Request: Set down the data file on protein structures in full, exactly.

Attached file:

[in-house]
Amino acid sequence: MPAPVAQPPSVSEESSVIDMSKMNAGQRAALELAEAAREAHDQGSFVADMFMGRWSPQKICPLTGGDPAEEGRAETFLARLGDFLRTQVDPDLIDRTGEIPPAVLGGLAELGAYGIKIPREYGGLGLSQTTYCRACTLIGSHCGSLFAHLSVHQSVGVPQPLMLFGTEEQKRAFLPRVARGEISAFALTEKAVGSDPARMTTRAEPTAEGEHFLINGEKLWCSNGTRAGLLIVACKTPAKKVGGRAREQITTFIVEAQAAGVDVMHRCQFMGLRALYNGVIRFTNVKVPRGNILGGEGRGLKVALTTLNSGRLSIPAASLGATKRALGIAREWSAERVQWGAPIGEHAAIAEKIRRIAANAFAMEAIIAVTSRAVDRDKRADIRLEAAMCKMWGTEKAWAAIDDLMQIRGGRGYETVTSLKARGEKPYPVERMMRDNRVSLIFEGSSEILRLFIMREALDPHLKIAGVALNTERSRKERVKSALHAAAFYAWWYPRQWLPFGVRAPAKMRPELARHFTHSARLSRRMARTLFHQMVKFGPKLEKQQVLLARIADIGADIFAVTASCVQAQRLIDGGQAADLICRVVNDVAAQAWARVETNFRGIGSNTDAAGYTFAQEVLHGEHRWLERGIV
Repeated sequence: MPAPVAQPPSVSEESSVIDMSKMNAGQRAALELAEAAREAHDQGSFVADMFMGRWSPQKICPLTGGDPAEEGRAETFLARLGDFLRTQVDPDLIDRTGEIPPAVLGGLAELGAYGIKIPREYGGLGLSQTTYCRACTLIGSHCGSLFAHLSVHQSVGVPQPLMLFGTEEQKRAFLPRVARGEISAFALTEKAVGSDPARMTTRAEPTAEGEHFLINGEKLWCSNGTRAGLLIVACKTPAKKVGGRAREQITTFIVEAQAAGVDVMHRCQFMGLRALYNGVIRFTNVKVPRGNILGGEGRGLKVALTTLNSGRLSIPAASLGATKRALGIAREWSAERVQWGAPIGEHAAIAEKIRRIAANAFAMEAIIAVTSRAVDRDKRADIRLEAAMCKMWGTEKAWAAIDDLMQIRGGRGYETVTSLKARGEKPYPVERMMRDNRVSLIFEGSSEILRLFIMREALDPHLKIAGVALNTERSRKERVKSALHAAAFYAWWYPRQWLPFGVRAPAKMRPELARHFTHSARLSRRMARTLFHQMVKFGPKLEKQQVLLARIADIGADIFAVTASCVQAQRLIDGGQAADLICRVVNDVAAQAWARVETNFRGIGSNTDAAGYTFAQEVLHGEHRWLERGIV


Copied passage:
[in-house]
Amino acid sequence: MPAPVAQPPSVSEESSVIDMSKMNAGQRAALELAEAAREAHDQGSFVADMFMGRWSPQKICPLTGGDPAEEGRAETFLARLGDFLRTQVDPDLIDRTGEIPPAVLGGLAELGAYGIKIPREYGGLGLSQTTYCRACTLIGSHCGSLFAHLSVHQSVGVPQPLMLFGTEEQKRAFLPRVARGEISAFALTEKAVGSDPARMTTRAEPTAEGEHFLINGEKLWCSNGTRAGLLIVACKTPAKKVGGRAREQITTFIVEAQAAGVDVMHRCQFMGLRALYNGVIRFTNVKVPRGNILGGEGRGLKVALTTLNSGRLSIPAASLGATKRALGIAREWSAERVQWGAPIGEHAAIAEKIRRIAANAFAMEAIIAVTSRAVDRDKRADIRLEAAMCKMWGTEKAWAAIDDLMQIRGGRGYETVTSLKARGEKPYPVERMMRDNRVSLIFEGSSEILRLFIMREALDPHLKIAGVALNTERSRKERVKSALHAAAFYAWWYPRQWLPFGVRAPAKMRPELARHFTHSARLSRRMARTLFHQMVKFGPKLEKQQVLLARIADIGADIFAVTASCVQAQRLIDGGQAADLICRVVNDVAAQAWARVETNFRGIGSNTDAAGYTFAQEVLHGEHRWLERGIV
Repeated sequence: MPAPVAQPPSVSEESSVIDMSKMNAGQRAALELAEAAREAHDQGSFVADMFMGRWSPQKICPLTGGDPAEEGRAETFLARLGDFLRTQVDPDLIDRTGEIPPAVLGGLAELGAYGIKIPREYGGLGLSQTTYCRACTLIGSHCGSLFAHLSVHQSVGVPQPLMLFGTEEQKRAFLPRVARGEISAFALTEKAVGSDPARMTTRAEPTAEGEHFLINGEKLWCSNGTRAGLLIVACKTPAKKVGGRAREQITTFIVEAQAAGVDVMHRCQFMGLRALYNGVIRFTNVKVPRGNILGGEGRGLKVALTTLNSGRLSIPAASLGATKRALGIAREWSAERVQWGAPIGEHAAIAEKIRRIAANAFAMEAIIAVTSRAVDRDKRADIRLEAAMCKMWGTEKAWAAIDDLMQIRGGRGYETVTSLKARGEKPYPVERMMRDNRVSLIFEGSSEILRLFIMREALDPHLKIAGVALNTERSRKERVKSALHAAAFYAWWYPRQWLPFGVRAPAKMRPELARHFTHSARLSRRMARTLFHQMVKFGPKLEKQQVLLARIADIGADIFAVTASCVQAQRLIDGGQAADLICRVVNDVAAQAWARVETNFRGIGSNTDAAGYTFAQEVLHGEHRWLERGIV